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Pancake Day isn't just about eating as many pancakes as you can in Scarborough. It's a day filled with tradition and....... skipping. 


For over 100 years Shrove Tuesday has been known as ‘Skipping Day’ in Scarborough. The tradition began in the 1800s when people were given half a day off to go and make their confessions before the beginning of Lent. During this time, it’s thought fisherman sorting their ropes and nets would give children ones not fit for fishing and they would use them to skip on the Foreshore. This tradition has now continued with children being given permission to enjoy an afternoon off school to go and skip on the seafront on the South Bay.



It's not just about skipping though as Scarborough has it's very own Pancake Bell. This was rung at 12pm to signal to the housewives to begin their pancake making. You'll find this bell on North Street so next time you are wandering around the town see if you can spot it.

Now, it's a full afternoon of fun as the Mayor rings the pancake bell at 12pm before the pancake race commences. Local businesses enter an obstacle race, in fancy dress all whilst holding their pancake in their frying pan. Thousands come to watch the race before making their way down to the Foreshore to enjoy the skipping. The road is closed off for safety so this is something to bear in mind when travelling to the town and parking.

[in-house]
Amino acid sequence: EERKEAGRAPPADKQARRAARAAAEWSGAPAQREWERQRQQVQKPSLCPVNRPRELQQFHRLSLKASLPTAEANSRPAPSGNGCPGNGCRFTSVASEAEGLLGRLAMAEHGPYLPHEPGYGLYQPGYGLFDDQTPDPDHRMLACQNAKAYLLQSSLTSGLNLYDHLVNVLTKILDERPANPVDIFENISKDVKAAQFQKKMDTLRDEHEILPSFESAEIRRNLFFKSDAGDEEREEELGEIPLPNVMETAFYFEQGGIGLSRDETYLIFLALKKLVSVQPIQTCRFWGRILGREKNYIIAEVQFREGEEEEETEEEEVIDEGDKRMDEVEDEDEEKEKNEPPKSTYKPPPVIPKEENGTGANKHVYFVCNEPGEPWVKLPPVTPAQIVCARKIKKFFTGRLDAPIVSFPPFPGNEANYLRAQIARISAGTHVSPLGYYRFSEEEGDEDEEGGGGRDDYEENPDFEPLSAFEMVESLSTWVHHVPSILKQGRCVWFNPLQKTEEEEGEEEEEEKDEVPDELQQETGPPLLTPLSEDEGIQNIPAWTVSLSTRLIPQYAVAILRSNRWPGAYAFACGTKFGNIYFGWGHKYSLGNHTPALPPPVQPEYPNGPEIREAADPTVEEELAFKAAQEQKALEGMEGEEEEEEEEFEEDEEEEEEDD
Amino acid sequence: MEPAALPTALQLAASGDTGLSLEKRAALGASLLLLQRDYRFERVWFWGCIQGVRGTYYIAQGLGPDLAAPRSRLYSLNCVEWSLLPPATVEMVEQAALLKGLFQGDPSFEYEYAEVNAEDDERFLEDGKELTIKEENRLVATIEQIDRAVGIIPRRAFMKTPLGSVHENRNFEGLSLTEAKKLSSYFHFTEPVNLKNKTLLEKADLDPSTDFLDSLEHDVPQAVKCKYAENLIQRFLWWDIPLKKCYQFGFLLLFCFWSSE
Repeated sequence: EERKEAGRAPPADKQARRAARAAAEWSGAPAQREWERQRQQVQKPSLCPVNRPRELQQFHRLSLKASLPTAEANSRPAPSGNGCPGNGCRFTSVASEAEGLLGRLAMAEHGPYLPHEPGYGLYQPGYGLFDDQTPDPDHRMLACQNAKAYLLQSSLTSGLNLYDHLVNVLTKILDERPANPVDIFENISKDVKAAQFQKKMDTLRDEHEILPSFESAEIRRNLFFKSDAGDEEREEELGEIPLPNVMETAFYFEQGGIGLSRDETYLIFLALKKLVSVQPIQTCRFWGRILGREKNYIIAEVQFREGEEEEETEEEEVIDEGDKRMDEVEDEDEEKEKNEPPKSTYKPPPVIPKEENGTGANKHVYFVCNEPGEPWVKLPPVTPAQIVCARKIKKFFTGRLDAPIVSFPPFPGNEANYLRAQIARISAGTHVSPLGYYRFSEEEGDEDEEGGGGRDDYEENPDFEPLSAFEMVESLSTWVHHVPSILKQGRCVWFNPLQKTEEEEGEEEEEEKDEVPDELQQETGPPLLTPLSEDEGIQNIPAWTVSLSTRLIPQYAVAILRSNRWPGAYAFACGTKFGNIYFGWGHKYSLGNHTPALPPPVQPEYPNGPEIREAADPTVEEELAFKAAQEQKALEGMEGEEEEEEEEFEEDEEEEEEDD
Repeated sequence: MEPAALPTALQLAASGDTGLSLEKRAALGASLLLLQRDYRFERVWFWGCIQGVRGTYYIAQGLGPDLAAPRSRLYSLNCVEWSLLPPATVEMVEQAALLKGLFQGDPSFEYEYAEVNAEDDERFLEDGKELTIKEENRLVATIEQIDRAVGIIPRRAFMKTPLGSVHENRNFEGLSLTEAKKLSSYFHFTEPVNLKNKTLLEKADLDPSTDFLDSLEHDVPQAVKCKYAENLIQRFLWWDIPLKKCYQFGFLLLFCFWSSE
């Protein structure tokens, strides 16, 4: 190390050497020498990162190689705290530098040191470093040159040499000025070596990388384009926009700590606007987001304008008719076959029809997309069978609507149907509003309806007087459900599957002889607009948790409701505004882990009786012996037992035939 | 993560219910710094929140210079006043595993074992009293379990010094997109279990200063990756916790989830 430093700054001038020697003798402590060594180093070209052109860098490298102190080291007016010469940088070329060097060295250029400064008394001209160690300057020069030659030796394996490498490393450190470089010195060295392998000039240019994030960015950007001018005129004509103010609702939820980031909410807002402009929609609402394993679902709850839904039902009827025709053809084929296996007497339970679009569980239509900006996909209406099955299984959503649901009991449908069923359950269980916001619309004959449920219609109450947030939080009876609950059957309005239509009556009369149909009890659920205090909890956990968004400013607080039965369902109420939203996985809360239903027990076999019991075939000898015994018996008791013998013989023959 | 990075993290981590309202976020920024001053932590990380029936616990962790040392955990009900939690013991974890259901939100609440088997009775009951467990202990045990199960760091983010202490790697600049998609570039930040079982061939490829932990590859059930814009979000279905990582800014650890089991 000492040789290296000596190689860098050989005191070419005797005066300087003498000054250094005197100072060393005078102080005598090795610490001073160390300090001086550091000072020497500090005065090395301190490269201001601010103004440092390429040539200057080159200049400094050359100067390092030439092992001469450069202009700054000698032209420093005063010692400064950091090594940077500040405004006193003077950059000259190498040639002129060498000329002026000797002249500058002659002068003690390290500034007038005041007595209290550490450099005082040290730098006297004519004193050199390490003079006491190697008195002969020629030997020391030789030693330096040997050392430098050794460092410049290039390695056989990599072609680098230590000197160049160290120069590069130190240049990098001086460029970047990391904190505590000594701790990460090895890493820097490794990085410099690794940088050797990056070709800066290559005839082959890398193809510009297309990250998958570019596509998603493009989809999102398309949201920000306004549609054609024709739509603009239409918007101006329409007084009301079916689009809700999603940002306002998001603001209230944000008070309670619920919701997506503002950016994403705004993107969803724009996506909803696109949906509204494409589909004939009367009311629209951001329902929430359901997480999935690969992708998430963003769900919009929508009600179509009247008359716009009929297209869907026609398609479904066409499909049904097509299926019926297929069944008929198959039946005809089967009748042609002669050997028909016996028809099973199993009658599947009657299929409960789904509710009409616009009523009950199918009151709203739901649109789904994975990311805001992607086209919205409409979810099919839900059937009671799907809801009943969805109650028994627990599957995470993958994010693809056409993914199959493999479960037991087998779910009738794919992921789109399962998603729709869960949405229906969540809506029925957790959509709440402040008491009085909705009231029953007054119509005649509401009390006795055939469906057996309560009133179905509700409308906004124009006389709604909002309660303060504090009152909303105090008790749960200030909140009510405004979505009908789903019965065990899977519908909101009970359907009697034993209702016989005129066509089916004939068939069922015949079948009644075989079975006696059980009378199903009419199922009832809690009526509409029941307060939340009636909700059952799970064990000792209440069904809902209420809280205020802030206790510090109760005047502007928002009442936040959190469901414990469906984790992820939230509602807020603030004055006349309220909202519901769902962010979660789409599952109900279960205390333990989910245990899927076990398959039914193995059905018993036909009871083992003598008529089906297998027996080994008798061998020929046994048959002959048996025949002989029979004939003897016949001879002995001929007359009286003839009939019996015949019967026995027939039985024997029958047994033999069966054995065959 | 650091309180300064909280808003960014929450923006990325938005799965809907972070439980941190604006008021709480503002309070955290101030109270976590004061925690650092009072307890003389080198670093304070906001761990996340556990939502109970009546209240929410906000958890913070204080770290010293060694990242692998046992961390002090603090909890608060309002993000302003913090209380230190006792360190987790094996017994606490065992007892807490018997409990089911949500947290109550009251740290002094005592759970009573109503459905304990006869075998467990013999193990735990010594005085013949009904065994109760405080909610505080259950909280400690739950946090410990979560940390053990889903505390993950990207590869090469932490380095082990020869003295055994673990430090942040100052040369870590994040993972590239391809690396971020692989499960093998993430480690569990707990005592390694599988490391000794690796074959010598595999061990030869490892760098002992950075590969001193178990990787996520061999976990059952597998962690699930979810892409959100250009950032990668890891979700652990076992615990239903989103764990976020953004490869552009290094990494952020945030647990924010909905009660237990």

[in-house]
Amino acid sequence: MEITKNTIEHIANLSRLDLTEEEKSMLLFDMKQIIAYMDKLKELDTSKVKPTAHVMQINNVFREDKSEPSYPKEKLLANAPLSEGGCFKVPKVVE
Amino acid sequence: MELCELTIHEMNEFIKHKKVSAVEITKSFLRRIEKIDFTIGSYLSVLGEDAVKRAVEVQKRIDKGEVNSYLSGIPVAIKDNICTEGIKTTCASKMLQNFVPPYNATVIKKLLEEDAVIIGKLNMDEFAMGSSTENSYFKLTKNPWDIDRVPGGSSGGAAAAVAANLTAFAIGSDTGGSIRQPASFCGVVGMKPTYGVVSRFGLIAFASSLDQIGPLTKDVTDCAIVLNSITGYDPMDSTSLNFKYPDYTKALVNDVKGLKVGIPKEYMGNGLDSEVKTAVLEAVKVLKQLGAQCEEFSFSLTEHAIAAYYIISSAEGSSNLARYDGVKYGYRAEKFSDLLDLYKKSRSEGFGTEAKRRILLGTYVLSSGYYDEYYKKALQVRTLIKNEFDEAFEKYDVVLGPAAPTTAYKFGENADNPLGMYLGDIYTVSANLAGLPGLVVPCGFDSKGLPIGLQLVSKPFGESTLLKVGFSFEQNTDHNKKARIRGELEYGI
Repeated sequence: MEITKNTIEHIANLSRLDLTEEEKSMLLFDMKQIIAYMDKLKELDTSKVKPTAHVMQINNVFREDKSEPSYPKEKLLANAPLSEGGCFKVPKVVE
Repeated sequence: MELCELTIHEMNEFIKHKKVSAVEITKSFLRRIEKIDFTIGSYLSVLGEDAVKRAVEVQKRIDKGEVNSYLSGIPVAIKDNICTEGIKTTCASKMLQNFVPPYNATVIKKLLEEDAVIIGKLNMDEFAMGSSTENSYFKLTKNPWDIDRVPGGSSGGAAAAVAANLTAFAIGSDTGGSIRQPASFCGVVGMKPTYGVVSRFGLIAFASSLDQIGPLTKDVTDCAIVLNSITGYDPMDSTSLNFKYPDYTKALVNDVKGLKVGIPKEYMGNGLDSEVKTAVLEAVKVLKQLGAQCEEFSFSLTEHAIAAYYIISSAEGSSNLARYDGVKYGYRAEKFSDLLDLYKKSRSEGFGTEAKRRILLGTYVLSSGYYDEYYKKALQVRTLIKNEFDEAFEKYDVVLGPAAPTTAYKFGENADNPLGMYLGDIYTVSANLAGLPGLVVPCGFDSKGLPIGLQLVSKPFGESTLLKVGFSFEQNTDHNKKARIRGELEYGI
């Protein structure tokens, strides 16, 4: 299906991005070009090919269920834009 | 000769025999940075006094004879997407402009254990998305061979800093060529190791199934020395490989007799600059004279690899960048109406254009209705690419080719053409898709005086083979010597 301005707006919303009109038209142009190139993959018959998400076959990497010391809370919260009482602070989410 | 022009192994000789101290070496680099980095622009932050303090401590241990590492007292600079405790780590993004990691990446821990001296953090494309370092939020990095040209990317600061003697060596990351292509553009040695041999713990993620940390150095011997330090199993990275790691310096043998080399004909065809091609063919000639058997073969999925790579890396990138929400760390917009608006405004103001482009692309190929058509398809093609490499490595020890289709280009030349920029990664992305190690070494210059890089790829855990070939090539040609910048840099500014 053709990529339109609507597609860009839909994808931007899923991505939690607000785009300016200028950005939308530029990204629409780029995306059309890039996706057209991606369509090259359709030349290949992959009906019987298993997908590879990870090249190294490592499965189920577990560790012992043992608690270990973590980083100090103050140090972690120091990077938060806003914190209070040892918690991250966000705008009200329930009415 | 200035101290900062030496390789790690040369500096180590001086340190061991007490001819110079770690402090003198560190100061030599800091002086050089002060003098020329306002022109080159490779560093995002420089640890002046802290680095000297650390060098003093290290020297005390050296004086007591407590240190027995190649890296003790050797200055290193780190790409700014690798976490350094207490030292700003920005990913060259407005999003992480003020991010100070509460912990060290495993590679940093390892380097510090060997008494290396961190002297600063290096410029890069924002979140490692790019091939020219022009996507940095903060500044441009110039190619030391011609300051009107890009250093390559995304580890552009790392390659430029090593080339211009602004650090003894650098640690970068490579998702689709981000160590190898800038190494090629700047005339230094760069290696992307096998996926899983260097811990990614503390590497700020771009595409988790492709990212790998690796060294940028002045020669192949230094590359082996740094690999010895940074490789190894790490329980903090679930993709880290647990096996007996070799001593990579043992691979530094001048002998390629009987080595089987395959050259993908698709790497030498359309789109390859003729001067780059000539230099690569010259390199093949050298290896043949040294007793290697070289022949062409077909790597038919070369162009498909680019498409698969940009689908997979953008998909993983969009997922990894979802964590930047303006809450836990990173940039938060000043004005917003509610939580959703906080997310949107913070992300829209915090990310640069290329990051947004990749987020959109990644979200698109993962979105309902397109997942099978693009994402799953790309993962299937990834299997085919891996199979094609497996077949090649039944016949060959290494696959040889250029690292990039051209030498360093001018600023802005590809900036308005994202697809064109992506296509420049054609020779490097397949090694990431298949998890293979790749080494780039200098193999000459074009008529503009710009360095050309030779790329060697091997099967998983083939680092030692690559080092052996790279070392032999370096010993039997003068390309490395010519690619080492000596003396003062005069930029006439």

You'll be able to enjoy some delicious pancakes whilst enjoying the festivities at the Scarborough Sea Cadets Hall (just off Sandside, behind the Newcastle Packet) who will be busy serving up pancakes and refreshments throughout the afternoon. 

We'll be flipping traditional pancakes for tea. If you are looking for a fool proof recipe then we recommend grabbing some eggs from Cedar Barn Farmshop next door and trying this recipe; 


  • 100g plain flour
  • 2 eggs
  • 300ml semi-skimmed milk
  • 2 tbsp butter melted (an extra knob for frying)
  • pinch salt



  • Put 100g plain flour and a pinch of salt into a large mixing bowl and make a well in the centre and crack the 2 eggs into the middle.

  • Pour in the milk and melted butter then start whisking from the centre, gradually drawing the flour into the eggs, milk and melted butter. Once all the flour is incorporated, beat until you have a smooth, thick paste. Add a little more milk if it is too stiff to beat.
  • Heat a teaspoon or so of butter in a small frying pan until hot and foaming, a 16-18cm pan is ideal.
  • Leave to cook, undisturbed, for about 30 secs. If the pan is the right temperature, the pancake should turn golden underneath after about 30 secs and will be ready to turn.
  • Once golden, serve & enjoy. 


Then all you have to do is decide on your pancake topping. Will it be the traditional lemon and sugar, Nutella and bananas or will be trying a savoury pancake this year? 

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